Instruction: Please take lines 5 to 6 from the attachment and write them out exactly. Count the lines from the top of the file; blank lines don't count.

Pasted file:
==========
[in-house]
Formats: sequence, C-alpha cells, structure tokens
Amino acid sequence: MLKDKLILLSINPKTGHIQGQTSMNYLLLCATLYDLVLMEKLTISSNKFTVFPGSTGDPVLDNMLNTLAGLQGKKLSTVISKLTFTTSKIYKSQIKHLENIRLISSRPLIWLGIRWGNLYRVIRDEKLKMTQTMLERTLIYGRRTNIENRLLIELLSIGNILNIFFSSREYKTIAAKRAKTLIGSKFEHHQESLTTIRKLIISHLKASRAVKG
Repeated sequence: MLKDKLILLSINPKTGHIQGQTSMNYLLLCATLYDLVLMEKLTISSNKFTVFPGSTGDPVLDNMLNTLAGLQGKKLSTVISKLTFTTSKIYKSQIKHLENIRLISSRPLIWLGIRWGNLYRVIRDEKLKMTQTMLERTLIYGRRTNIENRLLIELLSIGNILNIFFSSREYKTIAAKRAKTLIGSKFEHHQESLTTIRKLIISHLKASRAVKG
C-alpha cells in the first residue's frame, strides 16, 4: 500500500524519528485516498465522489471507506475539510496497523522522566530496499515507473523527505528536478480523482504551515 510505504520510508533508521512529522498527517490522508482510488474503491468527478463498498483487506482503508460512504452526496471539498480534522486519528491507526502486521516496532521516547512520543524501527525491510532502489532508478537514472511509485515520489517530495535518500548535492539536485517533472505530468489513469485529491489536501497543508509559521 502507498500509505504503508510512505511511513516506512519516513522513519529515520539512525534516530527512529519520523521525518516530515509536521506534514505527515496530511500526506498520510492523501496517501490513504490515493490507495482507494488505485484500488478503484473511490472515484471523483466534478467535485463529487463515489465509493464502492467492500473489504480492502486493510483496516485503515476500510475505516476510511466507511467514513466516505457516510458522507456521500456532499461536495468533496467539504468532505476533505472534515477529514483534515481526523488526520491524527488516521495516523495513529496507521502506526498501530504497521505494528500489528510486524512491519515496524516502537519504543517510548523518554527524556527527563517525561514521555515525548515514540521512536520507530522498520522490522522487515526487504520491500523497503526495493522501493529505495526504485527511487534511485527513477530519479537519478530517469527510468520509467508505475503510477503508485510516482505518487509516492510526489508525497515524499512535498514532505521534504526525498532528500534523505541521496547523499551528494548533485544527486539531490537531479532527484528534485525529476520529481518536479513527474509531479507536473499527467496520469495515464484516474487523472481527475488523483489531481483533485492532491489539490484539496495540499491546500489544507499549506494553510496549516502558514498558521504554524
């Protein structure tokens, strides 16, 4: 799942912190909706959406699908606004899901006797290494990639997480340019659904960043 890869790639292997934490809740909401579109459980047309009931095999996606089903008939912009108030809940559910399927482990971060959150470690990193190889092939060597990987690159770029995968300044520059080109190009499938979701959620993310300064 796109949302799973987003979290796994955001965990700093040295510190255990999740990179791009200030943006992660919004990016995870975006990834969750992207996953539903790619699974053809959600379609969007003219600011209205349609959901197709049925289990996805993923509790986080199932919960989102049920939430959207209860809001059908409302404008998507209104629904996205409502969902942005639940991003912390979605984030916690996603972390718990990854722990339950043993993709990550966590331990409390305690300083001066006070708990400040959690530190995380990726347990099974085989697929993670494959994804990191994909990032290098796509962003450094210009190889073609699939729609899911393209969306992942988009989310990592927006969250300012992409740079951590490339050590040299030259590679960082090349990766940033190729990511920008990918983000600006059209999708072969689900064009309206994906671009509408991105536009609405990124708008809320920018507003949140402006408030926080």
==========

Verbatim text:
C-alpha cells in the first residue's frame, strides 16, 4: 500500500524519528485516498465522489471507506475539510496497523522522566530496499515507473523527505528536478480523482504551515 510505504520510508533508521512529522498527517490522508482510488474503491468527478463498498483487506482503508460512504452526496471539498480534522486519528491507526502486521516496532521516547512520543524501527525491510532502489532508478537514472511509485515520489517530495535518500548535492539536485517533472505530468489513469485529491489536501497543508509559521 502507498500509505504503508510512505511511513516506512519516513522513519529515520539512525534516530527512529519520523521525518516530515509536521506534514505527515496530511500526506498520510492523501496517501490513504490515493490507495482507494488505485484500488478503484473511490472515484471523483466534478467535485463529487463515489465509493464502492467492500473489504480492502486493510483496516485503515476500510475505516476510511466507511467514513466516505457516510458522507456521500456532499461536495468533496467539504468532505476533505472534515477529514483534515481526523488526520491524527488516521495516523495513529496507521502506526498501530504497521505494528500489528510486524512491519515496524516502537519504543517510548523518554527524556527527563517525561514521555515525548515514540521512536520507530522498520522490522522487515526487504520491500523497503526495493522501493529505495526504485527511487534511485527513477530519479537519478530517469527510468520509467508505475503510477503508485510516482505518487509516492510526489508525497515524499512535498514532505521534504526525498532528500534523505541521496547523499551528494548533485544527486539531490537531479532527484528534485525529476520529481518536479513527474509531479507536473499527467496520469495515464484516474487523472481527475488523483489531481483533485492532491489539490484539496495540499491546500489544507499549506494553510496549516502558514498558521504554524
């Protein structure tokens, strides 16, 4: 799942912190909706959406699908606004899901006797290494990639997480340019659904960043 890869790639292997934490809740909401579109459980047309009931095999996606089903008939912009108030809940559910399927482990971060959150470690990193190889092939060597990987690159770029995968300044520059080109190009499938979701959620993310300064 796109949302799973987003979290796994955001965990700093040295510190255990999740990179791009200030943006992660919004990016995870975006990834969750992207996953539903790619699974053809959600379609969007003219600011209205349609959901197709049925289990996805993923509790986080199932919960989102049920939430959207209860809001059908409302404008998507209104629904996205409502969902942005639940991003912390979605984030916690996603972390718990990854722990339950043993993709990550966590331990409390305690300083001066006070708990400040959690530190995380990726347990099974085989697929993670494959994804990191994909990032290098796509962003450094210009190889073609699939729609899911393209969306992942988009989310990592927006969250300012992409740079951590490339050590040299030259590679960082090349990766940033190729990511920008990918983000600006059209999708072969689900064009309206994906671009509408991105536009609405990124708008809320920018507003949140402006408030926080």